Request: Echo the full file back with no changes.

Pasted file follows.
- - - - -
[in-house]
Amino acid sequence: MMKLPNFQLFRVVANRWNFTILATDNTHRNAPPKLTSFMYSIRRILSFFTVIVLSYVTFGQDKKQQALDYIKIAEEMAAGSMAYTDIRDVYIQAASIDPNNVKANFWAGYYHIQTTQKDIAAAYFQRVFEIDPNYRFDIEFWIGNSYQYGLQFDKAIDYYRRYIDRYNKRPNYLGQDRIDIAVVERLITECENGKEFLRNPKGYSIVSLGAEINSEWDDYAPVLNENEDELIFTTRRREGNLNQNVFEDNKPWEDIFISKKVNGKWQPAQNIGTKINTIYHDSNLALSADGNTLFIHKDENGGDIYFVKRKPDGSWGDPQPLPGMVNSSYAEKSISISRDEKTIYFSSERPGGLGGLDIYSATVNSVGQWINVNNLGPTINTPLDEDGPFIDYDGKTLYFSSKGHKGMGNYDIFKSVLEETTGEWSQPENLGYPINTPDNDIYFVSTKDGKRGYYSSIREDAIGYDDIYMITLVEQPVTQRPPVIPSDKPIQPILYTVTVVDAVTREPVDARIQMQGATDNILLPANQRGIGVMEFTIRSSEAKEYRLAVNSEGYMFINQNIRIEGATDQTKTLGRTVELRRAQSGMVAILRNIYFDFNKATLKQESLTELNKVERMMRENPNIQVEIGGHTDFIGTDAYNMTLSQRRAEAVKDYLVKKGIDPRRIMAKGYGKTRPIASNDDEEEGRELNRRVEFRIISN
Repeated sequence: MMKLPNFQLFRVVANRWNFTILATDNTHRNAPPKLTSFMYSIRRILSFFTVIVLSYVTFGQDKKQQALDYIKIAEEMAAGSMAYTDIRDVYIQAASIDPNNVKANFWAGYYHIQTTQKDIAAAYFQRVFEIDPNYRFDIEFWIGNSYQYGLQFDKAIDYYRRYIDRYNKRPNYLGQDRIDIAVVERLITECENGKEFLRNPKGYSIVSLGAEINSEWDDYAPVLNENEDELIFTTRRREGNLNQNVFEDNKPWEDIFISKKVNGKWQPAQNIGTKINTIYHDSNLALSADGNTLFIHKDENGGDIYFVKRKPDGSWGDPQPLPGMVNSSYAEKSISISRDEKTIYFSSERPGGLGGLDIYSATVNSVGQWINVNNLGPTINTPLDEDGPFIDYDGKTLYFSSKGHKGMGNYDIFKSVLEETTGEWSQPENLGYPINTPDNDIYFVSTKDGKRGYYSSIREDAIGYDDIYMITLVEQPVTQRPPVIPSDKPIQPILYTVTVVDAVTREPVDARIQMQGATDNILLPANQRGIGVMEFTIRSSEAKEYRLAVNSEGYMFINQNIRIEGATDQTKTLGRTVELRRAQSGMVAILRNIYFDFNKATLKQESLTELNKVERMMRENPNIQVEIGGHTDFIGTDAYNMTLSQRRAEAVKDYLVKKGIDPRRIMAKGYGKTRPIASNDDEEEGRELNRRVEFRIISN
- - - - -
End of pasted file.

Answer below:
[in-house]
Amino acid sequence: MMKLPNFQLFRVVANRWNFTILATDNTHRNAPPKLTSFMYSIRRILSFFTVIVLSYVTFGQDKKQQALDYIKIAEEMAAGSMAYTDIRDVYIQAASIDPNNVKANFWAGYYHIQTTQKDIAAAYFQRVFEIDPNYRFDIEFWIGNSYQYGLQFDKAIDYYRRYIDRYNKRPNYLGQDRIDIAVVERLITECENGKEFLRNPKGYSIVSLGAEINSEWDDYAPVLNENEDELIFTTRRREGNLNQNVFEDNKPWEDIFISKKVNGKWQPAQNIGTKINTIYHDSNLALSADGNTLFIHKDENGGDIYFVKRKPDGSWGDPQPLPGMVNSSYAEKSISISRDEKTIYFSSERPGGLGGLDIYSATVNSVGQWINVNNLGPTINTPLDEDGPFIDYDGKTLYFSSKGHKGMGNYDIFKSVLEETTGEWSQPENLGYPINTPDNDIYFVSTKDGKRGYYSSIREDAIGYDDIYMITLVEQPVTQRPPVIPSDKPIQPILYTVTVVDAVTREPVDARIQMQGATDNILLPANQRGIGVMEFTIRSSEAKEYRLAVNSEGYMFINQNIRIEGATDQTKTLGRTVELRRAQSGMVAILRNIYFDFNKATLKQESLTELNKVERMMRENPNIQVEIGGHTDFIGTDAYNMTLSQRRAEAVKDYLVKKGIDPRRIMAKGYGKTRPIASNDDEEEGRELNRRVEFRIISN
Repeated sequence: MMKLPNFQLFRVVANRWNFTILATDNTHRNAPPKLTSFMYSIRRILSFFTVIVLSYVTFGQDKKQQALDYIKIAEEMAAGSMAYTDIRDVYIQAASIDPNNVKANFWAGYYHIQTTQKDIAAAYFQRVFEIDPNYRFDIEFWIGNSYQYGLQFDKAIDYYRRYIDRYNKRPNYLGQDRIDIAVVERLITECENGKEFLRNPKGYSIVSLGAEINSEWDDYAPVLNENEDELIFTTRRREGNLNQNVFEDNKPWEDIFISKKVNGKWQPAQNIGTKINTIYHDSNLALSADGNTLFIHKDENGGDIYFVKRKPDGSWGDPQPLPGMVNSSYAEKSISISRDEKTIYFSSERPGGLGGLDIYSATVNSVGQWINVNNLGPTINTPLDEDGPFIDYDGKTLYFSSKGHKGMGNYDIFKSVLEETTGEWSQPENLGYPINTPDNDIYFVSTKDGKRGYYSSIREDAIGYDDIYMITLVEQPVTQRPPVIPSDKPIQPILYTVTVVDAVTREPVDARIQMQGATDNILLPANQRGIGVMEFTIRSSEAKEYRLAVNSEGYMFINQNIRIEGATDQTKTLGRTVELRRAQSGMVAILRNIYFDFNKATLKQESLTELNKVERMMRENPNIQVEIGGHTDFIGTDAYNMTLSQRRAEAVKDYLVKKGIDPRRIMAKGYGKTRPIASNDDEEEGRELNRRVEFRIISN